That aspect of the matter was a common theme among all Patriots fans when discussing the Brady situation, but we’ll get to that a bit later. For now it’s clear enough that a healthy amount of Patriots fans had no issue cutting ties with Brady over the past year, despite the long history of success.
“JUST HAVE SOME APPRECIATION FOR THE GUY, YOU BLEEPING BLEEPS”
Then, there is the other side of the aisle. And the poster boy for that side would be Jim Murray.
Anyone who’s listened or watched sports talk radio this season has known that despite departing the region, Tom Brady has remained arguably the liveliest topic of discussion. And on that front, nobody has been more over-the-top in getting behind Brady than “Big Jim” on 98.5 The Sports Hub’s Felger & Massarotti program.
Whether it’s with his biting on-air commentary or his Creamsicle/TB12-inspired Bucs wardrobe, Murray has certainly laid the obnoxiousness on thick when it comes to remaining loyal to the quarterback who delivered him unimaginable happiness as a fan for almost 20 years. And if you thought that his messaging of inelegantly firing full-diaper insults at anyone with opposing viewpoints was just a schtick for radio, you’d be wrong.
“They’re just so mad,” Murray said about some his closest friends, whom he harasses on a group text chain with regularity. “That fuels me to be like … it’s because of them and callers like Danny in Quincy to be like, oh, just have some appreciation for the guy you [bleepin’] [bleepholes]. Like, can’t you just root for him for this one?”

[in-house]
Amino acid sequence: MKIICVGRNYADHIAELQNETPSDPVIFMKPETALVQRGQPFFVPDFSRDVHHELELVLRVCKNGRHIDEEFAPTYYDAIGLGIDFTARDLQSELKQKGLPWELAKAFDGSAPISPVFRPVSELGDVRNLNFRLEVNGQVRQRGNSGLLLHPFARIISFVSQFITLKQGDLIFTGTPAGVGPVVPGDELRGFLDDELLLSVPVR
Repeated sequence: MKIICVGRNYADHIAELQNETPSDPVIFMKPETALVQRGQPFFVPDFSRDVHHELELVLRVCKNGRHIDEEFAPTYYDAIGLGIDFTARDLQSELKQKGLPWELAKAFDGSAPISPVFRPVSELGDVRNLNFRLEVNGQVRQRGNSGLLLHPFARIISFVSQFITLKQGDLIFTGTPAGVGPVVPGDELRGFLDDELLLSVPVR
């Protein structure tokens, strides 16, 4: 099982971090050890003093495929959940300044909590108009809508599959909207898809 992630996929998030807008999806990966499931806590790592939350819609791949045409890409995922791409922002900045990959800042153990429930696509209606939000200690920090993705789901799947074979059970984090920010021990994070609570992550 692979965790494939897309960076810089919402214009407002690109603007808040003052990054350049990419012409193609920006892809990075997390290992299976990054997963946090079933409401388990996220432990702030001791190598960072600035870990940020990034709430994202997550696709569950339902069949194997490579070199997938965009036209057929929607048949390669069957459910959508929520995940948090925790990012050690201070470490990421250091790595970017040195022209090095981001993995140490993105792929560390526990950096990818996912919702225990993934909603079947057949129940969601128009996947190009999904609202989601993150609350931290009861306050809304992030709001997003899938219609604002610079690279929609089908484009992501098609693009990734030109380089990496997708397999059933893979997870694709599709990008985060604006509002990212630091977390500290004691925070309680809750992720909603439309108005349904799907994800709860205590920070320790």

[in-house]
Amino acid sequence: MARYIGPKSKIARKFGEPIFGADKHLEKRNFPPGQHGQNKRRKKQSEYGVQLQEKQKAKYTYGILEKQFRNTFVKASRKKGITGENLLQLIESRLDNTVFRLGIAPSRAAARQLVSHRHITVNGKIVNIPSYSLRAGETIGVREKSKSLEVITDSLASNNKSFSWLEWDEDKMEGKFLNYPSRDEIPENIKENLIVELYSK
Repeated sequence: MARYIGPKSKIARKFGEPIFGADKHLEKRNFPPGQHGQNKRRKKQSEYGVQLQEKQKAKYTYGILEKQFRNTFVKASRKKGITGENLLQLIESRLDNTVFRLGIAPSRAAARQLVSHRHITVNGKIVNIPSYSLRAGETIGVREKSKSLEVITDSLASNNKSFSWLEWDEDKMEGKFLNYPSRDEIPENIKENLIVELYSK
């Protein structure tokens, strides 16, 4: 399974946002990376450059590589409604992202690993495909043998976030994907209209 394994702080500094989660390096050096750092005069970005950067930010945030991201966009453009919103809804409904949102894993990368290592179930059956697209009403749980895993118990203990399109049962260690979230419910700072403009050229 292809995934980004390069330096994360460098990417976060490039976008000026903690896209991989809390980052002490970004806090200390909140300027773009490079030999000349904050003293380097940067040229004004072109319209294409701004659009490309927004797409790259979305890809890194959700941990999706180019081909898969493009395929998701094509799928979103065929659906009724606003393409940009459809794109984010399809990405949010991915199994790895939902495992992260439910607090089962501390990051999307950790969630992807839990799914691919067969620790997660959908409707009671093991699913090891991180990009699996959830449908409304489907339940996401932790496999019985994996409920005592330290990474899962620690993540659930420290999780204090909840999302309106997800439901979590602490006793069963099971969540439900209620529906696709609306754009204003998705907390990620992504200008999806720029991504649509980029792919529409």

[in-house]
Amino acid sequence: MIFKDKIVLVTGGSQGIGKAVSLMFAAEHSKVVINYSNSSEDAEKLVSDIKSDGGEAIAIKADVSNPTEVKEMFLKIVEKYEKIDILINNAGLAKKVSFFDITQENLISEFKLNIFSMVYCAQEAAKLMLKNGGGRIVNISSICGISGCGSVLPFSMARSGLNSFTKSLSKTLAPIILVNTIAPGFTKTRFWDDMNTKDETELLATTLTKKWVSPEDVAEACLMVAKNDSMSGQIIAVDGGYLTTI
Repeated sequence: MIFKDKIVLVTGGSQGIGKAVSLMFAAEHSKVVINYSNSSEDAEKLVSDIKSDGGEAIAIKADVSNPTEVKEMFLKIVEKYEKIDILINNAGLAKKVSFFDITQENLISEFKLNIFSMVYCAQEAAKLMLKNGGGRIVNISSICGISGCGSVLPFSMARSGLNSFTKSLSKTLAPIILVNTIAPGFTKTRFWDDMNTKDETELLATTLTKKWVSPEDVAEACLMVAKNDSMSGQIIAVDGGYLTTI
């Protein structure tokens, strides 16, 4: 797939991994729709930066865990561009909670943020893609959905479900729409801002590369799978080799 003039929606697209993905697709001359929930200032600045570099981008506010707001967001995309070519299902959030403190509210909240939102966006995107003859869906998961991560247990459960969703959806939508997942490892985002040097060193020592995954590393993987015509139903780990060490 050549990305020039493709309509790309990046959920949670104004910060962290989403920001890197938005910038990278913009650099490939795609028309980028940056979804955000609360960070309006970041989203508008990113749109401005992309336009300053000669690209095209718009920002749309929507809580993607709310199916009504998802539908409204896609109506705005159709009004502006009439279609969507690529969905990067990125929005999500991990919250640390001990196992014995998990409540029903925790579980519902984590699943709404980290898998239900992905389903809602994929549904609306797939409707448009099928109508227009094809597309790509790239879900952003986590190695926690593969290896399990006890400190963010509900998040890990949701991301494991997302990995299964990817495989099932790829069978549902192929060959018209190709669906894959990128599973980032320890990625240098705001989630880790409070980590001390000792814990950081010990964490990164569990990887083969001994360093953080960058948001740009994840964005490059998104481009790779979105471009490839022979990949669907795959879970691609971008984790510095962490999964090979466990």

It’s a blunt message, but it’s not uncommon among a large section of Patriots fans.
“I am a zero percent Bucs fan. I’m a 100 percent Tom Brady fan. I’d love to see him get another trophy,” said Tony LoConte, who walked down the aisle at his wedding to Jay-Z’s “Public Service Announcement” (Brady’s pregame intro song at Gillette Stadium). “And I don’t see why that’s a big deal, to me. Honestly. I love the guy. I mean, I idolized him. So, I always tell my wife, I mean, I got three kids. I got married. So that’s four moments. And my top 10 moments, the other six are Tom Brady winning a Super Bowl.”
LoConte — who wears his fandom out in the open with his @BradyDisciple Twitter handle — doesn’t think Patriots fans should have any negative feelings toward Brady.
“I think you’re a sore loser if you don’t [root for Brady in the Super Bowl]. I feel like you’re out of your mind,” he said. “I don’t even know how you evaluate a person like that, that can’t take the 20 good years and be like, ‘Ugh, screw this guy, he left.'”
Tom McNaughton, a Patriots season ticket holder since 1992, has likewise had zero problems pulling for Brady this season — albeit with some strict limits.